John Corcoran 8:32

Yeah, you know, I’m asked sometimes, if I would do it again, if I would go back to law school. And you know, so much has changed in the law? I usually say, Yeah, I probably would, because going to law school teaches you that you know, how the world works, or rather that you can figure out how it works? What are your thoughts on that? Especially today? You know, given what we know now with the changes in the practice of law?

Corey Kupfer 8:59

Yeah, I mean, a couple of things. I mean, I think, first year of law school does a very good job at honing your critical thinking. abilities. Right. I think that serves people, you know, I know so many people who went to law school or on practicing. And, you know, they’re, they’re entrepreneurs. They’re business executives, and other is they want to stop. And I think those skills really, you know, really, really do help. And frankly, listen, I’ve had I, you know, I had a point in my career when I left big, firm, and medium sized New York City practice where I knew I wanted to be an entrepreneur and open a business. I was just deciding whether it’d be a law firm or something else. Right. Yeah. Yeah. I ended up various reasons. I could tell a story going illegal route, but But yeah, I think especially first year law school because that’s where they hone that, you know, Socratic method and the way of thinking and analyzing stuff and it’s, you know, pretty rigorous in discipline. I think that’s, that’s useful. Yeah.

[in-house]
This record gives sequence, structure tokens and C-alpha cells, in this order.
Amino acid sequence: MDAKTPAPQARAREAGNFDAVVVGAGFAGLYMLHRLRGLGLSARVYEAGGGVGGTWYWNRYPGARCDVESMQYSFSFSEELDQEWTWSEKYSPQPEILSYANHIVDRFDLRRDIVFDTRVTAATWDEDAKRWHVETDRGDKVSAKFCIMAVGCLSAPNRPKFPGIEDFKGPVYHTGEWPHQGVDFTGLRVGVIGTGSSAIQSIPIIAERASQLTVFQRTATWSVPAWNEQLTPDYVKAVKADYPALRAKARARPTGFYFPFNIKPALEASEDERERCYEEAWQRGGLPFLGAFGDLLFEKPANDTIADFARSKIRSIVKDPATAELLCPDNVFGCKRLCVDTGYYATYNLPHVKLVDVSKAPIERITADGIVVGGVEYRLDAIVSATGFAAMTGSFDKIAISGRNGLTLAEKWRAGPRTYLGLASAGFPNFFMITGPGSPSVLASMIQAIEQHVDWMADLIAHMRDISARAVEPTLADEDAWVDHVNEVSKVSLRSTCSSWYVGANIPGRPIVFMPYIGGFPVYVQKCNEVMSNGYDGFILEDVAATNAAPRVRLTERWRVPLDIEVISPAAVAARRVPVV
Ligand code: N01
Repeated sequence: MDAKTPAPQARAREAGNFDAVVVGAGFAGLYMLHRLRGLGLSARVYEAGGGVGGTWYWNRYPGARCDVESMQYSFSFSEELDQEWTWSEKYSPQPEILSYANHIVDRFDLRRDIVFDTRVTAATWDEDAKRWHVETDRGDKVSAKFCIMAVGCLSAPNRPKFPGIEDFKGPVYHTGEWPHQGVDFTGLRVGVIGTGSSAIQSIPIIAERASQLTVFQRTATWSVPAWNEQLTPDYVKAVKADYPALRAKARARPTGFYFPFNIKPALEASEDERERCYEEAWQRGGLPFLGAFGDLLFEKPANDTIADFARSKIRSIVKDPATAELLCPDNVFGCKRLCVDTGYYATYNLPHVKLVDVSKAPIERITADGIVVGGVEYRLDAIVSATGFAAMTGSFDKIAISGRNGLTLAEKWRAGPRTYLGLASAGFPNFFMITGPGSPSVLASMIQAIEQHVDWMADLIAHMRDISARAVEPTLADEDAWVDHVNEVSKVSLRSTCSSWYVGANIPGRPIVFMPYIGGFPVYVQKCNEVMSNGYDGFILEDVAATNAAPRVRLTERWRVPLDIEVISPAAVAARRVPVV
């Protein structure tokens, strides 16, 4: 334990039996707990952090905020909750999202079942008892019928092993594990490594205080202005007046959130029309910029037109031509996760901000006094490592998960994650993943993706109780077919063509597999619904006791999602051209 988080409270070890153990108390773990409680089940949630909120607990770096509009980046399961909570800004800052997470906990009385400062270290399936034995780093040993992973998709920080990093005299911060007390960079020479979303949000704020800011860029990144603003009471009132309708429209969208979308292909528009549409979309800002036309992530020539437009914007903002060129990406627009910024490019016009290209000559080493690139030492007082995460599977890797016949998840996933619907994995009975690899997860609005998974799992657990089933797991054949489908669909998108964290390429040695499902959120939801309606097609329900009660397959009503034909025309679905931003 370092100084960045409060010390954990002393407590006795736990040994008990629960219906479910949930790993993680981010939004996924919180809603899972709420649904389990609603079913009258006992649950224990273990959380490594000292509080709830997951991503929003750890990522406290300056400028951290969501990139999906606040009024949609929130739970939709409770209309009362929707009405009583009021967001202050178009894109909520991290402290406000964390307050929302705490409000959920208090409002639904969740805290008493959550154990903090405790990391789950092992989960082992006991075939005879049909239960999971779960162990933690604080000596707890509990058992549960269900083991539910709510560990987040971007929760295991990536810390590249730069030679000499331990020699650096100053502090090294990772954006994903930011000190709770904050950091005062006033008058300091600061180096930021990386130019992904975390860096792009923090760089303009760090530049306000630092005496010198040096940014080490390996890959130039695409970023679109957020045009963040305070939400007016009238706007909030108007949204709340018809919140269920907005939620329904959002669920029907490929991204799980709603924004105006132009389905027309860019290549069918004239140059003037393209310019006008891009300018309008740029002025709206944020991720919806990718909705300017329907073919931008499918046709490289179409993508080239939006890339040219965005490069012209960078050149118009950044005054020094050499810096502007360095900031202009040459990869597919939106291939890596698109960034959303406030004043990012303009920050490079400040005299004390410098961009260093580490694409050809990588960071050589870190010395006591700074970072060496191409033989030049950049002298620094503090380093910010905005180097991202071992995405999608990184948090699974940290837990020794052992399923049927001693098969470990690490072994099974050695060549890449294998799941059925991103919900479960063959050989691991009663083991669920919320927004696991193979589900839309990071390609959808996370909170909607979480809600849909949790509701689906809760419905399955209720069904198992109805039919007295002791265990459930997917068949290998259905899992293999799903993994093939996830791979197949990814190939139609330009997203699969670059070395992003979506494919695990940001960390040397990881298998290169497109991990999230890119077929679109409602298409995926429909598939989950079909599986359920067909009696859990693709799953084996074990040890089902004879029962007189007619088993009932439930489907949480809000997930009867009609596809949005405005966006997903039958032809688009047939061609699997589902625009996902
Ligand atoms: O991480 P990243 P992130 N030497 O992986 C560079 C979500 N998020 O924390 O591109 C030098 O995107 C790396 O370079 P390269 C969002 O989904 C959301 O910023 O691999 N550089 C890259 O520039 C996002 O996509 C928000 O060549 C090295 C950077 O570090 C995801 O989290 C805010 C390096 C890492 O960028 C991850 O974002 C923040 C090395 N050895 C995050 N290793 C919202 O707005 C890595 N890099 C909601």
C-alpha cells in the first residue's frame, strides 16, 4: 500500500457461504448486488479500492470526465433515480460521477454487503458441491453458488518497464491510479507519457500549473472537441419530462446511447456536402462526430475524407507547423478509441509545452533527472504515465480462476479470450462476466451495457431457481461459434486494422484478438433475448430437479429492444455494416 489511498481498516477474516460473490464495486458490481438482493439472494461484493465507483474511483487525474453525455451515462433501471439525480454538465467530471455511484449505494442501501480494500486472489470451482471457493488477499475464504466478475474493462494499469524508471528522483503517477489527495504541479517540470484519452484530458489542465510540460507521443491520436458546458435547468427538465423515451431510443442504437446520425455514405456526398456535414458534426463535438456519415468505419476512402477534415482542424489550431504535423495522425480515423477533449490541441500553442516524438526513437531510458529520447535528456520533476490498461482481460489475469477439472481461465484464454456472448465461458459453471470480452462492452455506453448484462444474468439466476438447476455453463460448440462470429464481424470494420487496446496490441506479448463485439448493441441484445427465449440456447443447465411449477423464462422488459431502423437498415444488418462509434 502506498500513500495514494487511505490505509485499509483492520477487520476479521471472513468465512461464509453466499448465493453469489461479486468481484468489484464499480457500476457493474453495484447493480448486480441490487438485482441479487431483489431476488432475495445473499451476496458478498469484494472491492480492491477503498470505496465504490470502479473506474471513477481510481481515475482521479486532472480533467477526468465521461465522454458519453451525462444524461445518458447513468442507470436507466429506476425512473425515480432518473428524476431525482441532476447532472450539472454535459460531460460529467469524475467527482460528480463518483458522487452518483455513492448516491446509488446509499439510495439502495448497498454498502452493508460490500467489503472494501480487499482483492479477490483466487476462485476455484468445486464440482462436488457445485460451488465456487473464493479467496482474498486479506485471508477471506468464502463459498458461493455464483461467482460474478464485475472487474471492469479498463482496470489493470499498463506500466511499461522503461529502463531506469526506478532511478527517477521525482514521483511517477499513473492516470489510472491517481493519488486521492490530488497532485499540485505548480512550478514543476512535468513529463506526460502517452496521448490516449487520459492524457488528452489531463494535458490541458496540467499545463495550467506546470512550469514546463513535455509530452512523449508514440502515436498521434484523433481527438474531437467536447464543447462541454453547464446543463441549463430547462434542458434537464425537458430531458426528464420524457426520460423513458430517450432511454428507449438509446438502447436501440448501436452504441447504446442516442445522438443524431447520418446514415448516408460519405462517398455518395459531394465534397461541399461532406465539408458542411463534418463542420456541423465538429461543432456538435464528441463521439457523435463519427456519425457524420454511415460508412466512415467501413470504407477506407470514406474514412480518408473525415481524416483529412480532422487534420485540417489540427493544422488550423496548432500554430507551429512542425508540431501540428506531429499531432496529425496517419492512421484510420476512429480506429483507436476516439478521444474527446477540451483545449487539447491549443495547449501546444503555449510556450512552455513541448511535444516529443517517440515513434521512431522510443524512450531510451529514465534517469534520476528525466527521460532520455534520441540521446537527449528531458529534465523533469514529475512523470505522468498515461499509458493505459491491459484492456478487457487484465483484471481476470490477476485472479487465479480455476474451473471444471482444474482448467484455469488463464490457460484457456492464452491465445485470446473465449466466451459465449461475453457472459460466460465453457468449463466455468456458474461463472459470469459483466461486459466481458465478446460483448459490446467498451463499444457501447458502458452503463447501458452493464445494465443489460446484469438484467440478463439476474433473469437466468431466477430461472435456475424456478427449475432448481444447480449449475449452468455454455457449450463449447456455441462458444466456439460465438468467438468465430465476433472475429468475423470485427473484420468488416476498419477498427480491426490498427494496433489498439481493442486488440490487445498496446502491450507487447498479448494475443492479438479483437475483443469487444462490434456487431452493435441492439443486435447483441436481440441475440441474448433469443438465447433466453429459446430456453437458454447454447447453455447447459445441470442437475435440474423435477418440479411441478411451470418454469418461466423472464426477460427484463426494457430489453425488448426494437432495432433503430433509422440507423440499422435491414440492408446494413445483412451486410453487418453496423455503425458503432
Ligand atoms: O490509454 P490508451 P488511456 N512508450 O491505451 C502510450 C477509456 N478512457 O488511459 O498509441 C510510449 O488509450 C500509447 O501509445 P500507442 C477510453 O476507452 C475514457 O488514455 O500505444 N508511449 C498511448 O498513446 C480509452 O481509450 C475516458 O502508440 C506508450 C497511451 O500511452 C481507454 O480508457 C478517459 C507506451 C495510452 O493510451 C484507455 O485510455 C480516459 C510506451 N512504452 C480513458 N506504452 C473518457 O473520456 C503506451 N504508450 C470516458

John Corcoran 9:53

Yeah. And use interesting to your career. You started firms a couple of different times in your career. The first time was 1992. The second time I believe was 2005. Time period. And then again in 2015. What’s the difference between what it was like starting a law firm back then? And today in today’s terms?

Corey Kupfer 10:15

Well, first of all, in 92, I had no clients, right?

John Corcoran 10:20

So, you know, when you right out of school then or a couple of years out of school at that point, I was six years out of school.